Lynne Viola

University Professor in the Department of History, University of Toronto

Education: BA 1978 (Barnard College), PhD 1984 (Princeton University)

Lynne Viola is an University Professor in the Department of History at the University of Toronto.

When did you first develop an interest in Slavic, East European and Eurasian Studies?

From at least the time I was in high school, I had an unexplainable fascination and a deep (and completely artificial) sense of a connection to Russia. I was influenced neither by politics (both my parents remained mired in World War II memories until they died, hardly registering the Cold War) nor by ethnicity. In high school, under the influence of some very good teachers, I began to listen to Russian opera and to read 19th Century Russian literature. It was probably the latter that led me to become a psychology major in university. That soon changed, however, once I realized that it was not impossible to learn the Russian language. As an undergraduate at Barnard College, I worked on the Russian language while I studied history with Daniel Field, Sheila Fitzpatrick, Richard Taruskin, and Marc Raeff. In graduate school at Princeton, I worked with Cyril Black, Stephen Cohen, and Richard Wortman. Already while in graduate school, I began to feel the Cold War creeping up on me, as the very nasty, often unprofessional, attack on revisionist scholars began.

How have your interests changed since then?

Initially, when I was pursuing doctoral studies, I (like everyone else) was interested in the Soviet working class and the issue of social support for Stalin. I followed a group of workers known as the “25,000ers” into the countryside as they attempted to “plant socialism” in the village. Following this study, I began to wonder why so much of the history of the Soviet Union in its first two decades was focused on this tiny portion of the population labeled the proletariat. The peasantry was far more interesting and important in the scheme of things under Stalin. While researching the 25,000ers, I found out about bab’i bunty and various types of subaltern resistance in the village; these became the subject of Peasant Rebels Under Stalin. I also was intrigued by the fate of the so-called kulaks. I understood there was such a thing as the elimination of the kulak as a class, but what precisely happened to these victimized peasants was not clear beyond the usual Soviet history books’ talk of rehabilitation through labor and war. So I set out to find out and made the fate of the kulaks the subject of The Unknown Gulag.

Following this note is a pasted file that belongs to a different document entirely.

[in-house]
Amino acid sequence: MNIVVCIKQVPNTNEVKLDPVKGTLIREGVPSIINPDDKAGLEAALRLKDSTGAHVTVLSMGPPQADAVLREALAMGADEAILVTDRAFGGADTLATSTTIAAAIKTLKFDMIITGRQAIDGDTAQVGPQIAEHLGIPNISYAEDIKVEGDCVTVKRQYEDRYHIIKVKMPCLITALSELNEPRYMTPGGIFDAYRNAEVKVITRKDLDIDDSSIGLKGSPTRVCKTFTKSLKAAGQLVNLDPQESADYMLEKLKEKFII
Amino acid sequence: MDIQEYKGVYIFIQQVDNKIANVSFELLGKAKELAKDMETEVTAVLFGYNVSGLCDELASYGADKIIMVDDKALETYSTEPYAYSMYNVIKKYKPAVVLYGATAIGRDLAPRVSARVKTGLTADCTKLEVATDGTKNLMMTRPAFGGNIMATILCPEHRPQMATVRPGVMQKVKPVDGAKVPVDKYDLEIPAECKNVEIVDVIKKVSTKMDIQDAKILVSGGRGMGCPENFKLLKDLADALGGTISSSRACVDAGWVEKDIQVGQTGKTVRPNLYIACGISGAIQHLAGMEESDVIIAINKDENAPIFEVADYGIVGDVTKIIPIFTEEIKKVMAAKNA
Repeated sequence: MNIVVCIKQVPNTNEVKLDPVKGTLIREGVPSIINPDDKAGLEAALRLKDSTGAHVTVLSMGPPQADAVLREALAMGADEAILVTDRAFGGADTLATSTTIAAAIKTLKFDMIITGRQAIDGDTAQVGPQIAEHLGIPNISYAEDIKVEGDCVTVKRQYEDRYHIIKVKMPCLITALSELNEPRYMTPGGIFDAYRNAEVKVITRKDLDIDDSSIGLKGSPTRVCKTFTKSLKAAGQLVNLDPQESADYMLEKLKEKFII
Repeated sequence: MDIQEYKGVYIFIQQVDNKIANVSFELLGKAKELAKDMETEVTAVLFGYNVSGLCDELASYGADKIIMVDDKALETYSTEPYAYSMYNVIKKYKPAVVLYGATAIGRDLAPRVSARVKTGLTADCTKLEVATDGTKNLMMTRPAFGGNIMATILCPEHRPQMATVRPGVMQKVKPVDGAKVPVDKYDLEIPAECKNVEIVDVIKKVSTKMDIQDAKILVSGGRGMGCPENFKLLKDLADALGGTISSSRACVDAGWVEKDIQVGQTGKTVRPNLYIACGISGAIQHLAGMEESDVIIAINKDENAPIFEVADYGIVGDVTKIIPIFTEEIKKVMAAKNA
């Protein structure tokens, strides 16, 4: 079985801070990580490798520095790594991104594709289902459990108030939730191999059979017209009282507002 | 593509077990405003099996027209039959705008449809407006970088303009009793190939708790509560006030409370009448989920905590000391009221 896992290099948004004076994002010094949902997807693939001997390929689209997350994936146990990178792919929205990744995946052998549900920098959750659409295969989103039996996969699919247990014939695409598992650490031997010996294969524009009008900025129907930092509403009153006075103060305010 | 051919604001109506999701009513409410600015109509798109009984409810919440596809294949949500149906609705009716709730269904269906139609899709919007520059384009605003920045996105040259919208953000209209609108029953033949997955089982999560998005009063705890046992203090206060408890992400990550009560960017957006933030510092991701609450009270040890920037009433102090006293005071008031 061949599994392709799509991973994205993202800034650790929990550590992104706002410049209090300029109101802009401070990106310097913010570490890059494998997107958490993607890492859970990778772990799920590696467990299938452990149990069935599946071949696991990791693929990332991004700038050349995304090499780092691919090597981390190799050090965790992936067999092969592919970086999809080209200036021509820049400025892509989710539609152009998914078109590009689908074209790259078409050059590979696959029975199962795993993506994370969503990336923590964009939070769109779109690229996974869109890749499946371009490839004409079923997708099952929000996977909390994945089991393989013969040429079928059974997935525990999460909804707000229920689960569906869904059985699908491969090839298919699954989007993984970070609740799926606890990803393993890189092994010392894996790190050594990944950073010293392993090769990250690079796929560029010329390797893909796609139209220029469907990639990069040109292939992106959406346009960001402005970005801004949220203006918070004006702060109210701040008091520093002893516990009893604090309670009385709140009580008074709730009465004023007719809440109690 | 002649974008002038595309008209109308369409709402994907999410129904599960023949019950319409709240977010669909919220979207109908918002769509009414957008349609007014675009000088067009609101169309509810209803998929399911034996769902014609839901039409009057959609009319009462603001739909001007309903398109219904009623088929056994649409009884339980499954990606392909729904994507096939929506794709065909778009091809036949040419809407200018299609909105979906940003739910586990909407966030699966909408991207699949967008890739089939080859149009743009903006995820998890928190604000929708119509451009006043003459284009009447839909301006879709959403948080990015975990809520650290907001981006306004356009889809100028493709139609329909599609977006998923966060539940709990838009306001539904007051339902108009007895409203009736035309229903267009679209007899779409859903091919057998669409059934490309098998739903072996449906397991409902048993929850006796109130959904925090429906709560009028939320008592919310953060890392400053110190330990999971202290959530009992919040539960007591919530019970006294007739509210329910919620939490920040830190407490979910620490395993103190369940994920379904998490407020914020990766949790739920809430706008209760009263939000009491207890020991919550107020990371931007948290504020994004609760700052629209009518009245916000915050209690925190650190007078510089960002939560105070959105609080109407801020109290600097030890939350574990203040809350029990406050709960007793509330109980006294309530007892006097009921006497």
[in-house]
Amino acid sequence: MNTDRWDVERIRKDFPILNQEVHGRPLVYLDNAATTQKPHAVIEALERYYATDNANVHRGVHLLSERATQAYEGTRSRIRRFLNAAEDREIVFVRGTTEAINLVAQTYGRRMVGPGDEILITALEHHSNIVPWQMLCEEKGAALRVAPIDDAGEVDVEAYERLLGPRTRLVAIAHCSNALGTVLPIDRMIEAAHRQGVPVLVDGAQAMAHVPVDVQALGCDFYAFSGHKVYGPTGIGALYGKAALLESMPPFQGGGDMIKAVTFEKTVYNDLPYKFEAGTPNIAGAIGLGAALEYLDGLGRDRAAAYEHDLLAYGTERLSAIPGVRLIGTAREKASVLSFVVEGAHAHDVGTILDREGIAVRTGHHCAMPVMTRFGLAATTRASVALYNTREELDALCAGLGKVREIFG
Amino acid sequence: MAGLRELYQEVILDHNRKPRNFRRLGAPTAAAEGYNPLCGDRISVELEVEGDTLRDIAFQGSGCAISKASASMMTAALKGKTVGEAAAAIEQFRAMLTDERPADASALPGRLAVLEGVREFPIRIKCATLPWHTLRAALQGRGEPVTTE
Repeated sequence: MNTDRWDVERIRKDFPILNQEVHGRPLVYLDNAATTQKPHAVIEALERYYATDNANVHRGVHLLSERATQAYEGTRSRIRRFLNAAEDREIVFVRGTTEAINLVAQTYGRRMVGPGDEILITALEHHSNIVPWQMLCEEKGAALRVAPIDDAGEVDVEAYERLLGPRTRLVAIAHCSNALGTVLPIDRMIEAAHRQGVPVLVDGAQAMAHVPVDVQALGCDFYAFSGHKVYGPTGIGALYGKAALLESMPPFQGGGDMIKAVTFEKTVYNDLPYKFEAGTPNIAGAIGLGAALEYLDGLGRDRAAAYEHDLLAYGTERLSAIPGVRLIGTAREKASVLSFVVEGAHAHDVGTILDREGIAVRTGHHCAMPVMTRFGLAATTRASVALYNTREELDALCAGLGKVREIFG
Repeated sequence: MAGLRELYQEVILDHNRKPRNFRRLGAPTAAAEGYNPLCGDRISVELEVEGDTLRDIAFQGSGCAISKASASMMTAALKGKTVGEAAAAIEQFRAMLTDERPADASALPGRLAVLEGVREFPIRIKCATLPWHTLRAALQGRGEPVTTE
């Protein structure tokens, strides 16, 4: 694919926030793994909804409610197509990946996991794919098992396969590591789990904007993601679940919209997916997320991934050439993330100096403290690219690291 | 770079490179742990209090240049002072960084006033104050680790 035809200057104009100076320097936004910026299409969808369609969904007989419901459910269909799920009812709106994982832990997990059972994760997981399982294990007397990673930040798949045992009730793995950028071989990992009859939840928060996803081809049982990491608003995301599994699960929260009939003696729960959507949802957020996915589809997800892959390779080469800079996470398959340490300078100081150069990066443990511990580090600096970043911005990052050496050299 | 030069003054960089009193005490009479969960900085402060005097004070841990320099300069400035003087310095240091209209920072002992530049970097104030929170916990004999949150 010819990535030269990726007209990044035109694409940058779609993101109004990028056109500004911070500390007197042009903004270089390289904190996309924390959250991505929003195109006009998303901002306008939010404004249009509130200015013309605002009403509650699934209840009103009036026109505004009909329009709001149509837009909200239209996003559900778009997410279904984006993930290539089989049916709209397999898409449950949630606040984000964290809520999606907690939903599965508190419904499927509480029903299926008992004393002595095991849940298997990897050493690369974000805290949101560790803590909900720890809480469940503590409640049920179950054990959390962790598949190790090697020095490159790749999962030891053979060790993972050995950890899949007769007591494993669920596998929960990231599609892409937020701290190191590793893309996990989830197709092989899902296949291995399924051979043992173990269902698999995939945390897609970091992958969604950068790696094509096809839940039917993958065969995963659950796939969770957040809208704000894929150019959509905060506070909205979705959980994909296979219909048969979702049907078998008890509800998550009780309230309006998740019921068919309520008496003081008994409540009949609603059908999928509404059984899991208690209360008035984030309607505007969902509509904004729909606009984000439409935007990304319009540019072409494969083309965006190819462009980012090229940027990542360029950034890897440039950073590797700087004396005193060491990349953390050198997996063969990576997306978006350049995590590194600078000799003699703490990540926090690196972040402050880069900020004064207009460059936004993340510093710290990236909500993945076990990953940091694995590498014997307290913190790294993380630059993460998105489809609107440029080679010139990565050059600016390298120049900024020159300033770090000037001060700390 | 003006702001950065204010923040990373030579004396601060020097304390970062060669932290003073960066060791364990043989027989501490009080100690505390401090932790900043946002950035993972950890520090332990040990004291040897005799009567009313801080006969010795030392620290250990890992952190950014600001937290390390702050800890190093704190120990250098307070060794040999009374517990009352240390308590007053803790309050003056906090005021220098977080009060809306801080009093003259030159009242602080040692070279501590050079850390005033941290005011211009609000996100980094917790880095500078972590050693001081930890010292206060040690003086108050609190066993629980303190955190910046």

What is your current research/work project?

I just completed a monograph on NKVD perpetrators in Soviet Ukraine during Stalin’s “Great Terror.” It is entitled, Stalinist Perpetrators on Trial: Scenes from the Great Terror in Soviet Ukraine (New York: Oxford University Press, 2017). This topic was a huge change from my earlier work in many ways. I had been interested in the question of the perpetrator more generally, when serendipity in the archive struck. I had good sources on perpetrators in regard to collectivization, dekulakization, the famine, and the Gulag, but I lacked any sources but intelligentsia memoirs on what happened in the interrogation room and the execution chamber. In Kyiv, I began to work in the former Ukrainian KGB archives where I could have access to the criminal files of NKVD interrogators arrested in the “purge of the purgers” at the end of the terror. These proved to be a game changer, providing a frightening window into the offices, interrogation rooms, cells, and execution chambers of the terror. Along with an international collaborative research team, I am now working on the publication of four volumes of documents coming from this archive, including the trials of perpetrators, the NKVD Communist Party collectives (at various regional levels) meetings in late 1938 and early 1939, and a series of ego documents.

What do you value about your ASEEES membership?

I value the ASEEES for the sense of intellectual community it provides for our field. Its annual meetings are the highlight of my academic year and offer an opportunity to engage with friends and colleagues. The ASEEES conventions are also an excellent venue for my PhD students to present their first work in the field.